What we have in Anderson v. TOL, Inc. is the kind of case that makes lawyers’ heads hurt. In 2003, while Plaintiff Lloyd Anderson was in Chapter 13 bankruptcy, he formed PhoenixArts LLC, of which he was the President and sole owner. A few days later, he filed his first of three patent applications for rigid helium balloons. He didn’t assign the application (or the subsequent two) to PhoenixArts.
Shortly thereafter PhoenixArts licensed the patent application and any related applications to Overbreak, LLC for a toy called a “HoverDisc” (the link is to a Wayback Machine page; the link from defendant TOL’s website wasn’t live at the time of this writing). At first Overbreak paid royalties, but by 2007 the relationship had soured. There were various acts that could have terminated the license agreement: Overbreak filed foreign patent applications but let them lapse without notice to Anderson, which was a breach, and the parties disputed whether a letter from Anderson’s lawyer terminated the agreement. Overbreak then assigned the license to defendant TOL, who also produced small quantities of the HoverDisc product.
In 2012 Anderson decided to revive the HoverDisc product. Anderson and TOL negotiated, but Anderson backed out. TOL then took the position that it had a valid and subsisting license to the patents and was going to relaunch in early 2013. Anderson sued.
So who owns the patents, and does TOL have a license?
TOL didn’t have a license. Overbreak’s assignment to TOL didn’t satisfy the conditions for assignment: specifically, Overbreak did not seek Anderson’s consent; if it assigned the license it also had to assign any obligations under the license (i.e., the shortfall in royalties) to any successor and it did not; and there was an increased royalty rate for any assignee that Overbreak didn’t impose on TOL. Therefore TOL couldn’t assert that it had any rights to the patents by virtue of a license.
But that’s only half of it, did Anderson even own the patents? PhoenixArts had represented in the license agreement that it was the owner of the patents.
But, a patent assignment must be in writing, 35 U.S.C. § 261, and there was no written assignment from Anderson to PhoenixArts. Here is the court’s take on it:
|Having reviewed the License Agreement closely, it is not clear to the court whether the parties to that agreement engaged in sloppy drafting, whether PhoenixArts made an affirmative misrepresentation, or whether the agreement simply incorporates some form of mutual mistake. For example, the “Background” section on the first page of the agreement defines PhoenixArts as the “Licensor” and states that “Licensor filed on February 14, 2003 for a United States utility patent, attached hereto as Schedule A, with respect to Rigid Helium Balloons.” However, the attached “Schedule A” is a copy of the 838 Patent Application filed by Anderson in his own name. Accordingly, unless the court construes “Anderson” and “Licensor” synonymously in this particular context, it is difficult to understand how the language of the License Agreement can be reconciled with the 838 Patent Application attached as Schedule A, which on its face was not filed by PhoenixArts. At any rate, however the parties intended the License Agreement to be construed, its language would not have overridden the requirements of federal statutory law, which does not appear to recognize oral assignments of patent ownership.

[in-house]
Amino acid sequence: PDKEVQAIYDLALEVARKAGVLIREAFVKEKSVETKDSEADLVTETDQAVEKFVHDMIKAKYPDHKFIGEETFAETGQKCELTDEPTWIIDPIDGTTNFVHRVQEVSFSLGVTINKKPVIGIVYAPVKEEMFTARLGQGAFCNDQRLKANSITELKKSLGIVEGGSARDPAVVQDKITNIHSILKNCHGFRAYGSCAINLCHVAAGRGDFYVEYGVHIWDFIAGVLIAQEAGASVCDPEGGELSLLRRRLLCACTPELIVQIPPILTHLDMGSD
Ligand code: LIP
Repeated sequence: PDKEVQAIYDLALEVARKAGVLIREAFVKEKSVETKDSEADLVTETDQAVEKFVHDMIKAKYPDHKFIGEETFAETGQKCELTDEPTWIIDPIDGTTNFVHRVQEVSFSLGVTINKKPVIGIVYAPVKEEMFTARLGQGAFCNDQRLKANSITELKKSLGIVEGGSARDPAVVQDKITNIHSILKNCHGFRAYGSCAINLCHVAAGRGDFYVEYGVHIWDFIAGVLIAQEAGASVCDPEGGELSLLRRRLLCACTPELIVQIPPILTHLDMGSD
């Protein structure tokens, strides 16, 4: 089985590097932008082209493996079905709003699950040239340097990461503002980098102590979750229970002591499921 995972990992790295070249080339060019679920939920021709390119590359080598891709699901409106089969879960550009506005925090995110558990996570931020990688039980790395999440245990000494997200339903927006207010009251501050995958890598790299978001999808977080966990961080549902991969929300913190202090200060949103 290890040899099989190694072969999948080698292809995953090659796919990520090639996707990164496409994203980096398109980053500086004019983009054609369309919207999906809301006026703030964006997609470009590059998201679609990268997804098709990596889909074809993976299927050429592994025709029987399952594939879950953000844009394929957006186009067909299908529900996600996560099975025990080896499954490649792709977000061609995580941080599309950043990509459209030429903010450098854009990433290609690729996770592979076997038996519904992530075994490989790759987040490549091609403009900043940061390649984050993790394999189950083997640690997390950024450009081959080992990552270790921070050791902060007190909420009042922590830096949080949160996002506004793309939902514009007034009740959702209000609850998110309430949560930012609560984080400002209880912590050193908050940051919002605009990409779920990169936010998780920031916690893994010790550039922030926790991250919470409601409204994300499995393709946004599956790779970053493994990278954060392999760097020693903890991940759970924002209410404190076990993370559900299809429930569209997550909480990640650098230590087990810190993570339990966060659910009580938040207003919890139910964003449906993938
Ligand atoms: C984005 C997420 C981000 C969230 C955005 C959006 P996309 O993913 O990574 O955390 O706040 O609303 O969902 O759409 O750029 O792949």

Therefore, based on the existing record, the court is satisfied that Anderson currently owns the Patents, regardless of the language in the License Agreement.
Ah, but what about that bankruptcy? Weren’t the patents part of the bankrupt estate and therefore not Anderson’s?
|Under the Chapter 13 rules in effect when Anderson filed his petition, Anderson was required to file a schedule containing all of this assets and liabilities, including all of his legal or equitable interests in property (including intellectual property) at the commencement of the case. See 11 U.S.C. § 521(a)(1). While his Chapter 13 Plan was being administered, Anderson was also statutorily required to declare all property acquired after the commencement of the case. See id. § 1306(a)(1); In re Seafort, 669 F.3d 662, 667 (6th Cir. 2012). The Patent Applications, Patents, and Foreign Patents at issue here each were filed and/or issued in Anderson’s name during the five-year pendency of his Chapter 13 Plan, yet Anderson never declared them as assets or revealed them to the Chapter 13 Trustee. It appears that they should have been, particularly where Anderson takes the position here that he always owned those assets and had merely licensed them to PhoenixArts until its dissolution.
However, … [t]here is no bankruptcy trustee at the moment and TOL has not established that PhoenixArts has a present claim of exclusive ownership over the Patents. Therefore, the court is not persuaded by TOL’s argument that Anderson lacks standing to enforce the Patents at this point. Thus, at least at this stage, the court is satisfied that Anderson owns the Patents and can sue to protect against their infringement.
TOL gets some small comfort, though–it can make the argument that Overbreak’s unpaid royalties are part of the bankrupt estate:
|Had Anderson disclosed these assets, his plan would have been modified, and his creditors would have received more money through his Chapter 13 Plan. Indeed, by failing to disclose the royalty stream, Anderson may have defrauded his creditors. As a consequence, he may lack standing to pursue those claims [for Overbreak’s unpaid royalties] here.|
What a mess, all for the lack of an assignment agreement.
Anderson v. TOL, Inc., No. 3:12-v-01312 (M.D. Tenn. Feb. 28, 2013).
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